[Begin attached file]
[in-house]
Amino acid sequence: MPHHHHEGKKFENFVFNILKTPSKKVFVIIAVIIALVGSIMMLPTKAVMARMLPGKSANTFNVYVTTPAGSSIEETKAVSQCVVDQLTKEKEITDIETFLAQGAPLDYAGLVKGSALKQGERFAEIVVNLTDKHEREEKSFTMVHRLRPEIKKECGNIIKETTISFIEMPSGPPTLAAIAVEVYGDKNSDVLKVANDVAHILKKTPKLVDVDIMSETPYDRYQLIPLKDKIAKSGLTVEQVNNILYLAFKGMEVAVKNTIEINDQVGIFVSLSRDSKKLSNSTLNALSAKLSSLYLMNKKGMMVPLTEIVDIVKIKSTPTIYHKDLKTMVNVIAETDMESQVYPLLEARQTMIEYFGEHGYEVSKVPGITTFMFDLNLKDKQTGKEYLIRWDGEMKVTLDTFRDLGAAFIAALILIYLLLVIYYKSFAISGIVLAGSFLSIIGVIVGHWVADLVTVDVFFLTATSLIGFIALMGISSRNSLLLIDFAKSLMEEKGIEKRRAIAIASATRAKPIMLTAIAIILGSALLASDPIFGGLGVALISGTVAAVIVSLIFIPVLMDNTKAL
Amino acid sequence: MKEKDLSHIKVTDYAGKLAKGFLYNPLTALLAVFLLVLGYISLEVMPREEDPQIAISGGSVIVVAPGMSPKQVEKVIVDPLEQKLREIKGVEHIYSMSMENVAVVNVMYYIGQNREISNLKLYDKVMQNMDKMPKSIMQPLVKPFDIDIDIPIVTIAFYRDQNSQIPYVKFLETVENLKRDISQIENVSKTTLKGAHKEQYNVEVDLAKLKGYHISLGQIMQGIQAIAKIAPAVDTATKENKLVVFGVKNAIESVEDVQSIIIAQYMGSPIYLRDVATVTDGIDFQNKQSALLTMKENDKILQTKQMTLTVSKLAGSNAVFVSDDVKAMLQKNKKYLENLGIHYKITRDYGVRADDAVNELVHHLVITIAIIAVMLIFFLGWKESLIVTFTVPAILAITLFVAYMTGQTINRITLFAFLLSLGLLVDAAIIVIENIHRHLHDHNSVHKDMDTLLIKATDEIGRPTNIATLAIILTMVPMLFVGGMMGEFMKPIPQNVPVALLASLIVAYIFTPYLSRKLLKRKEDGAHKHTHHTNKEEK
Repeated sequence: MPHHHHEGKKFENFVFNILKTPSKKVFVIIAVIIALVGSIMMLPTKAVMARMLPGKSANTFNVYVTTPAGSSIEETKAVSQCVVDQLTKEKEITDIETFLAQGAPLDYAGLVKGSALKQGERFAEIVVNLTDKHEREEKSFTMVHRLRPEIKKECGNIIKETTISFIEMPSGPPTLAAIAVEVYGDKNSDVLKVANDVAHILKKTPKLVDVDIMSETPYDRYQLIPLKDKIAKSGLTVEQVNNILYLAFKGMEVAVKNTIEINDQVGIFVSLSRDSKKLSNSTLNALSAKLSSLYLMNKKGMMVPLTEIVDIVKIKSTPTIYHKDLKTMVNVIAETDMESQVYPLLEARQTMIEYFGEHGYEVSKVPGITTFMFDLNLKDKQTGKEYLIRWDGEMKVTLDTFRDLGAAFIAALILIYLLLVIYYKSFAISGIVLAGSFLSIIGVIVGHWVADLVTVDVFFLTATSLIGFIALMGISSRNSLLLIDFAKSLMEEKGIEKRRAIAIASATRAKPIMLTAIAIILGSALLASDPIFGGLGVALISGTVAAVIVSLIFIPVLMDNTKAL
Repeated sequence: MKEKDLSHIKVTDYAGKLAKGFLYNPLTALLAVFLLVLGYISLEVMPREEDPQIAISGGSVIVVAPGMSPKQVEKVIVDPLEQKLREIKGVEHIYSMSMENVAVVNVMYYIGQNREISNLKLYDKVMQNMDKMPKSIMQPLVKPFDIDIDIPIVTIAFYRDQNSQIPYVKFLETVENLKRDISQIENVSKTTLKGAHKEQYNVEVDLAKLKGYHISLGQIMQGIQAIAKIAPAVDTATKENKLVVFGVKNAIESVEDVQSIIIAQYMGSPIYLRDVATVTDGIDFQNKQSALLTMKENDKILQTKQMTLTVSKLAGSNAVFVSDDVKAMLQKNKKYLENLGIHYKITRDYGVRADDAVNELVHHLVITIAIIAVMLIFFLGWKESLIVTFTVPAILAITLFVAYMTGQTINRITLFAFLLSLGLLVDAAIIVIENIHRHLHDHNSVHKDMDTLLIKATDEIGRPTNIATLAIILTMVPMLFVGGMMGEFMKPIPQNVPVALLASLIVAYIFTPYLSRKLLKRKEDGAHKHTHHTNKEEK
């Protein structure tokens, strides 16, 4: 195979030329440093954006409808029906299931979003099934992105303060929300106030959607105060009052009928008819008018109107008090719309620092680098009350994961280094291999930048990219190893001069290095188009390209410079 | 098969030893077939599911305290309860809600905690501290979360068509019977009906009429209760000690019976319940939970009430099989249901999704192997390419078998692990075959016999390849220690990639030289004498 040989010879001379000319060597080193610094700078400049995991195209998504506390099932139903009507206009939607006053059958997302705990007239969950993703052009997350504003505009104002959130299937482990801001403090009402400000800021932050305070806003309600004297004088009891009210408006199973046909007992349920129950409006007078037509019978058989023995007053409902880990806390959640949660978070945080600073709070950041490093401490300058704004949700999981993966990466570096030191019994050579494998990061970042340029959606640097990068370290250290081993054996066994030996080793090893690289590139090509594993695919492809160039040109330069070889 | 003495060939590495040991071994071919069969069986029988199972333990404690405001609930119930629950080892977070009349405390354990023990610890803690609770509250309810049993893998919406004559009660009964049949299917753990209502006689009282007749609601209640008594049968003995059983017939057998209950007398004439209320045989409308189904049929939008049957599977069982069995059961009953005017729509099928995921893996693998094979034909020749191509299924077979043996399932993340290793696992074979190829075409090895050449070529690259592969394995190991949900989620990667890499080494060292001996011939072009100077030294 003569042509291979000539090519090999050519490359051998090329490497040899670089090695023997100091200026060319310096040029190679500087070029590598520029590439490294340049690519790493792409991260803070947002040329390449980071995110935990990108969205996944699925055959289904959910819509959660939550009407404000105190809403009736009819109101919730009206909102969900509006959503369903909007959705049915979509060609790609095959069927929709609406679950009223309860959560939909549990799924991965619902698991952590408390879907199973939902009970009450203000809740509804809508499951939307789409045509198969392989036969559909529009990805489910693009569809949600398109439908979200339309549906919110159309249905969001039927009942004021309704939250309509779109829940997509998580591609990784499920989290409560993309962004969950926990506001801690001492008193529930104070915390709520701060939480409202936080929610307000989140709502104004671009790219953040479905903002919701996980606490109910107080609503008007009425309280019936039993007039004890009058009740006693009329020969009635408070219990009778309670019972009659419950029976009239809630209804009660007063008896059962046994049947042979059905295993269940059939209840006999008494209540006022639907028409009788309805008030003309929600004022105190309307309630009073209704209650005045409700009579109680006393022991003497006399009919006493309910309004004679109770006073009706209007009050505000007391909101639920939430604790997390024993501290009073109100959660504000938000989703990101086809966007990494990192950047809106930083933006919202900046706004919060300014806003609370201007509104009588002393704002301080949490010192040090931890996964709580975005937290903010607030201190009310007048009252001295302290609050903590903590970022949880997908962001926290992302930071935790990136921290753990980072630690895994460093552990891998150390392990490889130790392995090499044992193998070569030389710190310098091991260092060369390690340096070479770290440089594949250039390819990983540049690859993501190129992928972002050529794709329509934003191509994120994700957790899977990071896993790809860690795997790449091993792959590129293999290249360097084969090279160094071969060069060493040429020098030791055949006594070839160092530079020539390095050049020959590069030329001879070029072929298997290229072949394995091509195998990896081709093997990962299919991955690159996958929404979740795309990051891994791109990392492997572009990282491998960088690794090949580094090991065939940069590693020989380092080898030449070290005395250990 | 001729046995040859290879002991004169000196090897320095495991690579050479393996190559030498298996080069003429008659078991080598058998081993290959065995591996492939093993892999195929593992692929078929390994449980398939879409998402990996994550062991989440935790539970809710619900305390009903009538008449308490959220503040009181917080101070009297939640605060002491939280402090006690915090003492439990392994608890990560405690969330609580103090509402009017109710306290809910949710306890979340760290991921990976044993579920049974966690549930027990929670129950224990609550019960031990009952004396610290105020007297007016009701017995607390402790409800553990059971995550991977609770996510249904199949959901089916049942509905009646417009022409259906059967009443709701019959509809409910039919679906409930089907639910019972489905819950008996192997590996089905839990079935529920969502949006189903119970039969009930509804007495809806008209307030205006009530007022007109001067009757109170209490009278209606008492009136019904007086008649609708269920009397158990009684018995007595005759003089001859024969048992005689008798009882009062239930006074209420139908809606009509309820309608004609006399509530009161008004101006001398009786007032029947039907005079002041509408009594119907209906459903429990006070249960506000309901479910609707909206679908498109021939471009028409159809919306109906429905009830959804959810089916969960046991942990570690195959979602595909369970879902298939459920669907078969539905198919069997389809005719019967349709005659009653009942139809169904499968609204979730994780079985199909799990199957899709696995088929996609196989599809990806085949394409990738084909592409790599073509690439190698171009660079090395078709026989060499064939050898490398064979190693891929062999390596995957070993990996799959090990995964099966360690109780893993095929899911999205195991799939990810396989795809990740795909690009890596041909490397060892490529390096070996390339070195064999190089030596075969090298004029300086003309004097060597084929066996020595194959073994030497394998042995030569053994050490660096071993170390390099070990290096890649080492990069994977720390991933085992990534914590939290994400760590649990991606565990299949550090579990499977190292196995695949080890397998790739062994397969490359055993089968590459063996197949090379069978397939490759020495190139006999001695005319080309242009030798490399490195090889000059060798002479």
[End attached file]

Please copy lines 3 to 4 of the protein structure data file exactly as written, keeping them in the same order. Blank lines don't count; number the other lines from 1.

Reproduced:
Amino acid sequence: MKEKDLSHIKVTDYAGKLAKGFLYNPLTALLAVFLLVLGYISLEVMPREEDPQIAISGGSVIVVAPGMSPKQVEKVIVDPLEQKLREIKGVEHIYSMSMENVAVVNVMYYIGQNREISNLKLYDKVMQNMDKMPKSIMQPLVKPFDIDIDIPIVTIAFYRDQNSQIPYVKFLETVENLKRDISQIENVSKTTLKGAHKEQYNVEVDLAKLKGYHISLGQIMQGIQAIAKIAPAVDTATKENKLVVFGVKNAIESVEDVQSIIIAQYMGSPIYLRDVATVTDGIDFQNKQSALLTMKENDKILQTKQMTLTVSKLAGSNAVFVSDDVKAMLQKNKKYLENLGIHYKITRDYGVRADDAVNELVHHLVITIAIIAVMLIFFLGWKESLIVTFTVPAILAITLFVAYMTGQTINRITLFAFLLSLGLLVDAAIIVIENIHRHLHDHNSVHKDMDTLLIKATDEIGRPTNIATLAIILTMVPMLFVGGMMGEFMKPIPQNVPVALLASLIVAYIFTPYLSRKLLKRKEDGAHKHTHHTNKEEK
Repeated sequence: MPHHHHEGKKFENFVFNILKTPSKKVFVIIAVIIALVGSIMMLPTKAVMARMLPGKSANTFNVYVTTPAGSSIEETKAVSQCVVDQLTKEKEITDIETFLAQGAPLDYAGLVKGSALKQGERFAEIVVNLTDKHEREEKSFTMVHRLRPEIKKECGNIIKETTISFIEMPSGPPTLAAIAVEVYGDKNSDVLKVANDVAHILKKTPKLVDVDIMSETPYDRYQLIPLKDKIAKSGLTVEQVNNILYLAFKGMEVAVKNTIEINDQVGIFVSLSRDSKKLSNSTLNALSAKLSSLYLMNKKGMMVPLTEIVDIVKIKSTPTIYHKDLKTMVNVIAETDMESQVYPLLEARQTMIEYFGEHGYEVSKVPGITTFMFDLNLKDKQTGKEYLIRWDGEMKVTLDTFRDLGAAFIAALILIYLLLVIYYKSFAISGIVLAGSFLSIIGVIVGHWVADLVTVDVFFLTATSLIGFIALMGISSRNSLLLIDFAKSLMEEKGIEKRRAIAIASATRAKPIMLTAIAIILGSALLASDPIFGGLGVALISGTVAAVIVSLIFIPVLMDNTKAL